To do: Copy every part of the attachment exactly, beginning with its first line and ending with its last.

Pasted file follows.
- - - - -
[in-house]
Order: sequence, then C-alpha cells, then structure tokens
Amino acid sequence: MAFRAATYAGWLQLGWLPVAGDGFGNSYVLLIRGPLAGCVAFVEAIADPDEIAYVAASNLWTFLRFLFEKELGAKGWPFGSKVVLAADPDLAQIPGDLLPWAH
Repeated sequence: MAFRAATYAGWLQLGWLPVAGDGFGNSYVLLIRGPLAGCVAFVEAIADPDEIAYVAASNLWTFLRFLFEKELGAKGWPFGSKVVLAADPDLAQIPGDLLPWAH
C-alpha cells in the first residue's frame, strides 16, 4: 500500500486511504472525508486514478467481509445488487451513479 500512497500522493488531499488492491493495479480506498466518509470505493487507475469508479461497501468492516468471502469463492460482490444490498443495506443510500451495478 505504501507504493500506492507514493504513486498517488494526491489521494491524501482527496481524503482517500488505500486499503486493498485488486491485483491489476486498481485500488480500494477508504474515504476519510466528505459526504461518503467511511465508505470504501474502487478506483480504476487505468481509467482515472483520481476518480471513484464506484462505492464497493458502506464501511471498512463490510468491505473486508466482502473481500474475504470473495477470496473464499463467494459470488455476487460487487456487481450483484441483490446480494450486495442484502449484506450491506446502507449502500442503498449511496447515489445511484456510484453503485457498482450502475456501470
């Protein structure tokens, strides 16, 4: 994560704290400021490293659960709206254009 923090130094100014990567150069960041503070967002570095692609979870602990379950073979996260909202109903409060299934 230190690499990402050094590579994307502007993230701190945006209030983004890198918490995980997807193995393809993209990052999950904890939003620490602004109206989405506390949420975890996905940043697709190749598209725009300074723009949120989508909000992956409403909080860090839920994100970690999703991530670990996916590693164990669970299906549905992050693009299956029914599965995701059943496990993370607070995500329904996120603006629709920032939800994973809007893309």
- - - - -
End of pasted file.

[in-house]
Order: sequence, then C-alpha cells, then structure tokens
Amino acid sequence: MAFRAATYAGWLQLGWLPVAGDGFGNSYVLLIRGPLAGCVAFVEAIADPDEIAYVAASNLWTFLRFLFEKELGAKGWPFGSKVVLAADPDLAQIPGDLLPWAH
Repeated sequence: MAFRAATYAGWLQLGWLPVAGDGFGNSYVLLIRGPLAGCVAFVEAIADPDEIAYVAASNLWTFLRFLFEKELGAKGWPFGSKVVLAADPDLAQIPGDLLPWAH
C-alpha cells in the first residue's frame, strides 16, 4: 500500500486511504472525508486514478467481509445488487451513479 500512497500522493488531499488492491493495479480506498466518509470505493487507475469508479461497501468492516468471502469463492460482490444490498443495506443510500451495478 505504501507504493500506492507514493504513486498517488494526491489521494491524501482527496481524503482517500488505500486499503486493498485488486491485483491489476486498481485500488480500494477508504474515504476519510466528505459526504461518503467511511465508505470504501474502487478506483480504476487505468481509467482515472483520481476518480471513484464506484462505492464497493458502506464501511471498512463490510468491505473486508466482502473481500474475504470473495477470496473464499463467494459470488455476487460487487456487481450483484441483490446480494450486495442484502449484506450491506446502507449502500442503498449511496447515489445511484456510484453503485457498482450502475456501470
């Protein structure tokens, strides 16, 4: 994560704290400021490293659960709206254009 923090130094100014990567150069960041503070967002570095692609979870602990379950073979996260909202109903409060299934 230190690499990402050094590579994307502007993230701190945006209030983004890198918490995980997807193995393809993209990052999950904890939003620490602004109206989405506390949420975890996905940043697709190749598209725009300074723009949120989508909000992956409403909080860090839920994100970690999703991530670990996916590693164990669970299906549905992050693009299956029914599965995701059943496990993370607070995500329904996120603006629709920032939800994973809007893309």